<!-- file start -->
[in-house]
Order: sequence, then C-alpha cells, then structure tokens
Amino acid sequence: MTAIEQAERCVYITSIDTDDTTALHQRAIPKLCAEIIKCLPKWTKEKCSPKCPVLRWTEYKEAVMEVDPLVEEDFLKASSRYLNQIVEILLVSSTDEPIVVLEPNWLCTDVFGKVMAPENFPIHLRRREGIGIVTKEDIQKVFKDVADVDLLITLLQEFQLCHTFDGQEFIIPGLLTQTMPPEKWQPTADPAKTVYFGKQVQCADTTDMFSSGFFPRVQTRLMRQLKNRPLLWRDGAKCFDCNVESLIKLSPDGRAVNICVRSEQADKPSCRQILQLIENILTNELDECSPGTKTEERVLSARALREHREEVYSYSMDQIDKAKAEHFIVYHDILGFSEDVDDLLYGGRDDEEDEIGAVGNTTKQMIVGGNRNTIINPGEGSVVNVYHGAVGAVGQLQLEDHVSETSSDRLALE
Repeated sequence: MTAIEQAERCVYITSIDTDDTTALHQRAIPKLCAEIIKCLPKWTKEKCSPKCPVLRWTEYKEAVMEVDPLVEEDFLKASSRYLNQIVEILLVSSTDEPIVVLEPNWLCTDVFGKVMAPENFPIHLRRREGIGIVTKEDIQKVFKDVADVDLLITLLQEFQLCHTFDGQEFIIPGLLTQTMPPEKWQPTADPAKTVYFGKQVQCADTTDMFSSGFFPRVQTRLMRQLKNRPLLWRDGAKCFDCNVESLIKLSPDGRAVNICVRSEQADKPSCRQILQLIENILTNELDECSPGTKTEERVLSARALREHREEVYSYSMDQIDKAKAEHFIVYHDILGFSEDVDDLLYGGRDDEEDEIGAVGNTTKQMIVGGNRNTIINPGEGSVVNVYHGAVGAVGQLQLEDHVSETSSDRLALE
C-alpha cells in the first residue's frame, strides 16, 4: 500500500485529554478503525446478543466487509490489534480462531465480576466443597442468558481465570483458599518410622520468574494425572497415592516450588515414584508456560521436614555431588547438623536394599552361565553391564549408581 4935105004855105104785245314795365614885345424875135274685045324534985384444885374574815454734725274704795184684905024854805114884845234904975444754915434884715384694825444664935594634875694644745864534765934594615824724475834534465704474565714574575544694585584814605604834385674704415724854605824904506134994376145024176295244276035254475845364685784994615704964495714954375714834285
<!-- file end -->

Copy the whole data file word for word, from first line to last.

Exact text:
[in-house]
Order: sequence, then C-alpha cells, then structure tokens
Amino acid sequence: MTAIEQAERCVYITSIDTDDTTALHQRAIPKLCAEIIKCLPKWTKEKCSPKCPVLRWTEYKEAVMEVDPLVEEDFLKASSRYLNQIVEILLVSSTDEPIVVLEPNWLCTDVFGKVMAPENFPIHLRRREGIGIVTKEDIQKVFKDVADVDLLITLLQEFQLCHTFDGQEFIIPGLLTQTMPPEKWQPTADPAKTVYFGKQVQCADTTDMFSSGFFPRVQTRLMRQLKNRPLLWRDGAKCFDCNVESLIKLSPDGRAVNICVRSEQADKPSCRQILQLIENILTNELDECSPGTKTEERVLSARALREHREEVYSYSMDQIDKAKAEHFIVYHDILGFSEDVDDLLYGGRDDEEDEIGAVGNTTKQMIVGGNRNTIINPGEGSVVNVYHGAVGAVGQLQLEDHVSETSSDRLALE
Repeated sequence: MTAIEQAERCVYITSIDTDDTTALHQRAIPKLCAEIIKCLPKWTKEKCSPKCPVLRWTEYKEAVMEVDPLVEEDFLKASSRYLNQIVEILLVSSTDEPIVVLEPNWLCTDVFGKVMAPENFPIHLRRREGIGIVTKEDIQKVFKDVADVDLLITLLQEFQLCHTFDGQEFIIPGLLTQTMPPEKWQPTADPAKTVYFGKQVQCADTTDMFSSGFFPRVQTRLMRQLKNRPLLWRDGAKCFDCNVESLIKLSPDGRAVNICVRSEQADKPSCRQILQLIENILTNELDECSPGTKTEERVLSARALREHREEVYSYSMDQIDKAKAEHFIVYHDILGFSEDVDDLLYGGRDDEEDEIGAVGNTTKQMIVGGNRNTIINPGEGSVVNVYHGAVGAVGQLQLEDHVSETSSDRLALE
C-alpha cells in the first residue's frame, strides 16, 4: 500500500485529554478503525446478543466487509490489534480462531465480576466443597442468558481465570483458599518410622520468574494425572497415592516450588515414584508456560521436614555431588547438623536394599552361565553391564549408581 4935105004855105104785245314795365614885345424875135274685045324534985384444885374574815454734725274704795184684905024854805114884845234904975444754915434884715384694825444664935594634875694644745864534765934594615824724475834534465704474565714574575544694585584814605604834385674704415724854605824904506134994376145024176295244276035254475845364685784994615704964495714954375714834285